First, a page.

# Files and directories
# Comment out the next line to solve client connection problem
# bind_to_address "localhost"
# Set output of MPD to input of Snapserver
name "my pipe"
# Test audio output
name "My ALSA Device"
device "hw:0,0" # I had to change this to "hw:1,0"
After saving, restart MPD on the command line as root. On Debian-based systems type:
# systemctl restart mpd.service
Now it is time to test if MPD is working. You can use any MPD client for testing. Below you find some tests, using the command line client MPC. MPC only runs on GNU/Linux.
How to test MPD with MPC
Run the tests below as a regular user. The output as it should be, is shown under each command.
Test if you can connect to MPD:
$ mpc -h <server-name>
volume:100% repeat: off random: off single: off consume: off
Update the MPD music database:
$ mpc -h <server-name> update
Updating DB (#1) ...
volume:100% repeat: off random: off single: off consume: off
Add all your music to the MPD queue:
$ mpc -h <server-name> add /
Now you can play your music. To test this, connect speakers or a headphone to the sound output of the server. Then type:
There are several MPD clients. You can find an overview of MPD clients on the MPD website. To connect to MPD you need to configure the name of the server where MPD is running. How that is done, depends on which MPD client you use.
There are MPD clients for your computer: GNU/Linux, Windows 10 and macOS but also for smart phones: Android, iOS and Ubuntu Touch.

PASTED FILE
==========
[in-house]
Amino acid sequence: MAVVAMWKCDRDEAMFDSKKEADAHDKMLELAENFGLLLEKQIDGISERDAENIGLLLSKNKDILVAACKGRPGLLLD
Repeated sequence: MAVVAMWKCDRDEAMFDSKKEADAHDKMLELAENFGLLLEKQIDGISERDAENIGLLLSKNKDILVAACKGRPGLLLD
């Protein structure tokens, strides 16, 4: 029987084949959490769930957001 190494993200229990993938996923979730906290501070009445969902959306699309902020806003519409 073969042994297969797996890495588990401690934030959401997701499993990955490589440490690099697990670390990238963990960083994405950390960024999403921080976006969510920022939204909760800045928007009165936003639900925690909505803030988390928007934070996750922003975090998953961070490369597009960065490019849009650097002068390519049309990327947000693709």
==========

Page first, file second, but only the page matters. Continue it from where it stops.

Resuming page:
On my GNU/Linux computers I use mpdevil. See the screen shot below (click to enlarge).
If you have an Android phone you can use M.A.L.P. or MPDroid to control your multi-room audio player. See the screen shot below (click to enlarge). You can install these apps from Google Play or even better from the free software "app store" F-Droid.
I installed the Snapclient on my Linux Mint computers using the package manager. The Snapclient was started automatically by systemd during boot. But I got no sound. I tried several outputs, using the -s option, with no result. Running the Snapclient as a regular user, worked for me.
How to auto start Snapclient as regular user (works on Mint 20)
M.A.L.P. can show the album cover of the album that is playing. It uses MusicBrainz or Last.fm to fetch the album art. But M.A.L.P. can also show the album art from your own collection.
How to show your own album art with M.A.L.P.
Your music collection including your album art must be available via a web server (how to do this is outside the scope of this web page).
In the M.A.L.P. Profiles settings, enable: Prefer HTTP cover files.
And enter the cover path like this:
If you do not specify the name of the album covers, M.A.L.P. wil search for files with name: cover, Cover, folder and Folder, with extension: jpg, JPG, jpeg, JPEG, png and PNG.
Problem with encoded slashes
The %d part of the URLs that M.A.L.P. uses to fetch the album covers, contain encoded slashes (this means / is encoded as %2F). In my web server setup encoded slashes were not supported and my album art was not found. To solve this problem, I added the following to the VirtualHost configuration of Apache: